What the Islamic Conference got wrong on Darfur

FOR OFFICIAL USE ONLY Members of the Organization of the Islamic Conference (OIC) pledged $850 million dollars for future development in Darfur on Sunday in Cairo.  Egypt and Turkey co-chaired the donor’s conference–which aimed to jumpstart international commitment to long-term reconstruction and development in Darfur after seven years of conflict, mass displacement, and humanitarian crisis. ...

AFP/Getty Images
AFP/Getty Images
AFP/Getty Images

FOR OFFICIAL USE ONLY

Members of the Organization of the Islamic Conference (OIC) pledged $850 million dollars for future development in Darfur on Sunday in Cairo.  Egypt and Turkey co-chaired the donor's conference--which aimed to jumpstart international commitment to long-term reconstruction and development in Darfur after seven years of conflict, mass displacement, and humanitarian crisis. Some countries making generous pledges willfully ignored the ongoing security challenges and unresolved conflict between the Darfuri rebels and the Sudanese government. In this way, the OIC--like the League of Arab States in its response to the Darfur crisis--sought to help the people of Darfur without addressing those most responsible for their deplorable conditions.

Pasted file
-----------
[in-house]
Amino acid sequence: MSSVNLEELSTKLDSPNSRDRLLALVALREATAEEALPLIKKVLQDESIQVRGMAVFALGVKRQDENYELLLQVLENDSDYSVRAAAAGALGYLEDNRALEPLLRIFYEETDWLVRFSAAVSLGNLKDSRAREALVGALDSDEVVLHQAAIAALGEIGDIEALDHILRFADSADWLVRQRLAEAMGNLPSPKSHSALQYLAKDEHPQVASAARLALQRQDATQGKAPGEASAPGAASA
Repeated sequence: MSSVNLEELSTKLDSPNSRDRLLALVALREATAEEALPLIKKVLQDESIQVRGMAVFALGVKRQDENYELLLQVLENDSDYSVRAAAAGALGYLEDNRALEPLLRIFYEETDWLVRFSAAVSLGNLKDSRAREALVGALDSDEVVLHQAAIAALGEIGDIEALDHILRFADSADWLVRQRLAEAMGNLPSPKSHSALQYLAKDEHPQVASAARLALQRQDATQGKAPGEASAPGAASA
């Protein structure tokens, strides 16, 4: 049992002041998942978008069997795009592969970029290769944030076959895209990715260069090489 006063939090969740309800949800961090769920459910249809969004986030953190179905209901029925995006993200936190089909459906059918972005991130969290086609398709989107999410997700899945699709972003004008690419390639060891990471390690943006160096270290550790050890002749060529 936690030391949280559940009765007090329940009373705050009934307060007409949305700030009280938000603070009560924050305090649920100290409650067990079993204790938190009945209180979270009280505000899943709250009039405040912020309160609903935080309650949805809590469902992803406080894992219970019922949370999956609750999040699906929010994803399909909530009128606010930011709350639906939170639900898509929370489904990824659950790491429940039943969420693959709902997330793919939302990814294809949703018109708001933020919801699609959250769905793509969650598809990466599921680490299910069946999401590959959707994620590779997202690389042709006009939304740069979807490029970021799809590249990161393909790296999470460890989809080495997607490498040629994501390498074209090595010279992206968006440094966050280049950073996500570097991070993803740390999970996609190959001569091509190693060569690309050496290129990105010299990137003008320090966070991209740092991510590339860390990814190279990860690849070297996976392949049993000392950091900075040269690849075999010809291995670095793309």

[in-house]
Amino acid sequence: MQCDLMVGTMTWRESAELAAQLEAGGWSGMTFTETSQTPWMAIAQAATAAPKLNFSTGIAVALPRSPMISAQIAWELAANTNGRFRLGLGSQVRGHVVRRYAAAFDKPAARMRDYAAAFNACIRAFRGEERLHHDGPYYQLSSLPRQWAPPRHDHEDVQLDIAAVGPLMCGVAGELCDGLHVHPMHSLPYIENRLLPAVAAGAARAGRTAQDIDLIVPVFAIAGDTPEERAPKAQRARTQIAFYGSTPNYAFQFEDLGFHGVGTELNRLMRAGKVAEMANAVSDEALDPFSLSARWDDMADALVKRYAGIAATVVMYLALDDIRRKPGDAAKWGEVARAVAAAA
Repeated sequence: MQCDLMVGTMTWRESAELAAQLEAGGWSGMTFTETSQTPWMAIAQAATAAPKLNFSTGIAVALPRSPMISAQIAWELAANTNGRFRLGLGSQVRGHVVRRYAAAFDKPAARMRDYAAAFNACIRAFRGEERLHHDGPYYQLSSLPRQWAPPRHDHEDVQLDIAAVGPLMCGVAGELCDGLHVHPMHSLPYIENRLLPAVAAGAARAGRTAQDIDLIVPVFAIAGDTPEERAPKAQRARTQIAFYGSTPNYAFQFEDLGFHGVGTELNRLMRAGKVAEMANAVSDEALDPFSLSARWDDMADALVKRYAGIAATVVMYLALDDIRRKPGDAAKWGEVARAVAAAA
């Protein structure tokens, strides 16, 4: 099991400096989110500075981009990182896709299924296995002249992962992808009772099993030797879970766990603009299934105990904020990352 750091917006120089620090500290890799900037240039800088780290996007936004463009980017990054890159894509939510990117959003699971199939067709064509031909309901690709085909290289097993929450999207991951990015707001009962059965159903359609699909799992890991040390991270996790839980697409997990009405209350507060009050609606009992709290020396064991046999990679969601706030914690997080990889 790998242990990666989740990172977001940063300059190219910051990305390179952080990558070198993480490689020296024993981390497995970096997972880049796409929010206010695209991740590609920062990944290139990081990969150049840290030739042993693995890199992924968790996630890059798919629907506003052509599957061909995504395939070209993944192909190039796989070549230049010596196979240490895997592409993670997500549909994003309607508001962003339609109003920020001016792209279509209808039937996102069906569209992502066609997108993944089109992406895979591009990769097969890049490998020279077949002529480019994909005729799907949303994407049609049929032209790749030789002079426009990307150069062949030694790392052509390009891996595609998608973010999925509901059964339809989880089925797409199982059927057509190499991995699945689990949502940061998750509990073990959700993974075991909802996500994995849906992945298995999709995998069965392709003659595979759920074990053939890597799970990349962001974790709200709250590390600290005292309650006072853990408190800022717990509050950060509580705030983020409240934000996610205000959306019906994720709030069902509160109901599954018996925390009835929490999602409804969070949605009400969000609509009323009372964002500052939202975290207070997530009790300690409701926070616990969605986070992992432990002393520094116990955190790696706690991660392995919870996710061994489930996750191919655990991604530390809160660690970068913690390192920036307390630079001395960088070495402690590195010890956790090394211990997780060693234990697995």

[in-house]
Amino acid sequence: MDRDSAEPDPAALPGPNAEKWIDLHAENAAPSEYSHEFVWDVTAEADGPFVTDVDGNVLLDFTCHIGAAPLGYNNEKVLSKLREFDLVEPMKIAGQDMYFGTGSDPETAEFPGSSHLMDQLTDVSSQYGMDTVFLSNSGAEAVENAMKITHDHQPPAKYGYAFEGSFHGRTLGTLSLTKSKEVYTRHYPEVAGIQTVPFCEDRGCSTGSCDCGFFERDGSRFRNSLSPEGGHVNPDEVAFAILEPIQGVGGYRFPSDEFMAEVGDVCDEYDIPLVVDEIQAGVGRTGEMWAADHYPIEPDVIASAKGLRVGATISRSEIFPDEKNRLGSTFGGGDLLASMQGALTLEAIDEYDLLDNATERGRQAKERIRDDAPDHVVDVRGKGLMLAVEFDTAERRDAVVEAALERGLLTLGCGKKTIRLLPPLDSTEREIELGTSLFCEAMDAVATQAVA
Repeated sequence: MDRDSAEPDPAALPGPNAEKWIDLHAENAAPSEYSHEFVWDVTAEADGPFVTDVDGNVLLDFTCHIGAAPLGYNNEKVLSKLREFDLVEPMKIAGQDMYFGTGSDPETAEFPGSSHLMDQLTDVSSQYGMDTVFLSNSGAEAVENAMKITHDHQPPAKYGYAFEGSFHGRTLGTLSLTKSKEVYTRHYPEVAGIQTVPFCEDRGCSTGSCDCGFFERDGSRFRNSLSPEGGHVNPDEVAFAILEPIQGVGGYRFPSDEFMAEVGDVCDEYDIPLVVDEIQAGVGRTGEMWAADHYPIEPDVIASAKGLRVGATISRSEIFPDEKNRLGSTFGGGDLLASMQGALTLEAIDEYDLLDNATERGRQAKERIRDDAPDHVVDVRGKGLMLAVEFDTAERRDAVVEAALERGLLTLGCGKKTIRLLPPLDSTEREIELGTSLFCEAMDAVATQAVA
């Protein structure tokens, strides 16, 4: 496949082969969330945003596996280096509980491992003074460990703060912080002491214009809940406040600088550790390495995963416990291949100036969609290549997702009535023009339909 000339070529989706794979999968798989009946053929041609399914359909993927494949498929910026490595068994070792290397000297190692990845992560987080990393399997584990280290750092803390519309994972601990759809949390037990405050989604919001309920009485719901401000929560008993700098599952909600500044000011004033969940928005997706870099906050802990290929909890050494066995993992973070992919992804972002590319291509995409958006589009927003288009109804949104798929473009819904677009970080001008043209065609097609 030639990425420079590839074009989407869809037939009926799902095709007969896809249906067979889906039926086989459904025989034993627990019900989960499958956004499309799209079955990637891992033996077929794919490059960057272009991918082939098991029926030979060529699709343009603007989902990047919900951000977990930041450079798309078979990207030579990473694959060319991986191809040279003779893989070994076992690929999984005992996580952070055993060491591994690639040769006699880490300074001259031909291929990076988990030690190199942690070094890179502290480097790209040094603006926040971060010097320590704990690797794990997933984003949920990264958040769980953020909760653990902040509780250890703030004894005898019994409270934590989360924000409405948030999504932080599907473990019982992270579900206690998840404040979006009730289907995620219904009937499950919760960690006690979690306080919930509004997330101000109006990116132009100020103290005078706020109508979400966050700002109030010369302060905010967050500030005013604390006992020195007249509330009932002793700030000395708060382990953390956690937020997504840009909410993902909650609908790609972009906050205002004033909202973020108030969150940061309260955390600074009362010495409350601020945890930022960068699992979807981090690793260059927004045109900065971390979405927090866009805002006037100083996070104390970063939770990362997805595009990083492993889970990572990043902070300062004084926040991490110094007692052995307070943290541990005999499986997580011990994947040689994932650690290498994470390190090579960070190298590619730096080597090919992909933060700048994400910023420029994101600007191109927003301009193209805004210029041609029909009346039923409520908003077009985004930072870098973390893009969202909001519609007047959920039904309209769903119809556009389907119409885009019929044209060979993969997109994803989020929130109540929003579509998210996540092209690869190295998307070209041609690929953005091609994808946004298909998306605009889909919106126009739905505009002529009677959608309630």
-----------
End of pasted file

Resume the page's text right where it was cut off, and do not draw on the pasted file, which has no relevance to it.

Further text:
FOR OFFICIAL USE ONLY

Members of the Organization of the Islamic Conference (OIC) pledged $850 million dollars for future development in Darfur on Sunday in Cairo.  Egypt and Turkey co-chaired the donor’s conference–which aimed to jumpstart international commitment to long-term reconstruction and development in Darfur after seven years of conflict, mass displacement, and humanitarian crisis. Some countries making generous pledges willfully ignored the ongoing security challenges and unresolved conflict between the Darfuri rebels and the Sudanese government. In this way, the OIC–like the League of Arab States in its response to the Darfur crisis–sought to help the people of Darfur without addressing those most responsible for their deplorable conditions.